by Captain W. E. Johns



XXI.        STERNE TAKES A HAND  (Pages 237 – 246)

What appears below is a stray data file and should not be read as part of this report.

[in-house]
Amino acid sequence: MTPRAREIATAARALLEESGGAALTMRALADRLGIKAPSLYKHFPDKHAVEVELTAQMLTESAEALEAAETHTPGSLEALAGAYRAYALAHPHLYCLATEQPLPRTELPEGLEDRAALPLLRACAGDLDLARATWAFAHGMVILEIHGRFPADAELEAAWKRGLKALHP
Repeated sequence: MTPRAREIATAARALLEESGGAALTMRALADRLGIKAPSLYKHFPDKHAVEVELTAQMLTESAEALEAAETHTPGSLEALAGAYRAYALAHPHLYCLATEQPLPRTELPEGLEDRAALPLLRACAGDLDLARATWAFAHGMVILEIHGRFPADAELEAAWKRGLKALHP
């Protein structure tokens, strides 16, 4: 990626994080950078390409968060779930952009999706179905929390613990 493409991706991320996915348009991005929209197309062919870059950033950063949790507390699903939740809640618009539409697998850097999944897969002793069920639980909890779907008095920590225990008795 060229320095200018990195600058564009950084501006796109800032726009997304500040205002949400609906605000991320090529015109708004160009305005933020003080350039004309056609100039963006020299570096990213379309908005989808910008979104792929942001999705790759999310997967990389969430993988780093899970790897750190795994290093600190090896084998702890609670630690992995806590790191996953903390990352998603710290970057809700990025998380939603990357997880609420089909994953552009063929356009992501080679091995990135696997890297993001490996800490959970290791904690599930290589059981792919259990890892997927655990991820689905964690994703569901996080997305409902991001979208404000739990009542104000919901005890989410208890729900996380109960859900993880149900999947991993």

At a house on the outskirts of the village of Jebel Zaloud, in a house that once had been the residence of the merchant Ali Ben Sadoum, is the Air Headquarters of the British Expeditionary Force in Palestine.  Biggles and Algy awake in chairs having been there all night and are called in to see the General who has been up most of the night working on important dispatches.  The General asks which one of them is Bigglesworth and he then asks if Biggles was the one whose intervention led to the stay of execution for Sheikh Haroun Ibn Said, otherwise known as El Shereef.  Biggles says “Quite, sir.  I hope to repay you for your consideration”.  Biggles says that Haroun Ibn Said, a good friend of the British, was innocent, framed by El Shereef himself.  Biggles explains that Hauptmann Erich von Stalhein is El Shereef.  There is a knock at the door and the General is told that Major Sterne has arrived.  The General calls for Sterne to come up.  “Biggles, after a nod to Algy, stepped back against the far wall”.  Sterne enters dressed in flowing Arab robes.  The General tells Sterne that Haroun Ibn Said is not El Shereef.  “Not El Shereef!” cried Sterne.  “What nonsense!  If he isn’t El Shereef, then who is?”  “You are, I think,” said Biggles quietly.  “Don’t move – von Stalhein”.  “Ah,” he said softly, and then again, “Ah.  So I was right”.  “You were,” said Biggles shortly, “and so was I”.  Von Stalhein raises his hands and as he does so he tears off the top of his burnous and throws it in Biggles face.  He then goes through the window “like a bird”.  Everyone chases after him but von Stalhein gets on a horse and gallops off.  The General gets in his car and chases after von Stalhein, with Biggles in the back and Algy on the running board.  A mile away is Kantara and von Stalhein gets to the British aerodrome before he can be overtaken.  Von Stalhein then jumps into a Bristol Fighter warming up on the tarmac and takes off.  The General tells Baines, his driver, to stop at the nearby archie battery and the General then tells the lieutenant there to shoot down the Bristol.  “Get it and I’ll promote you to Captain in to-night’s orders”.  The archie battery opens fire at the plane which escaping into the distance.  “Biggles was torn between desire to watch the frantic but methodical activity of the gunners – for he had seldom stood at the starting end of archie – and the machine, but he could not tear his eyes away from the swerving two-seater; knowing from bitter experience just what von Stalhein was going through, he felt almost sorry for him”.  Shells burst all around the Bristol and eventually one bursts between the wings and the aircraft takes a “dizzy earthward plunge”.  The aircraft disappears behind a hill and comes down over the German side of the lines.  They all hear “the sinister but unmistakable sound of an aeroplane hitting the ground”.  “Biggles drew a deep breath.  “Well,” he said slowly, “that’s that”.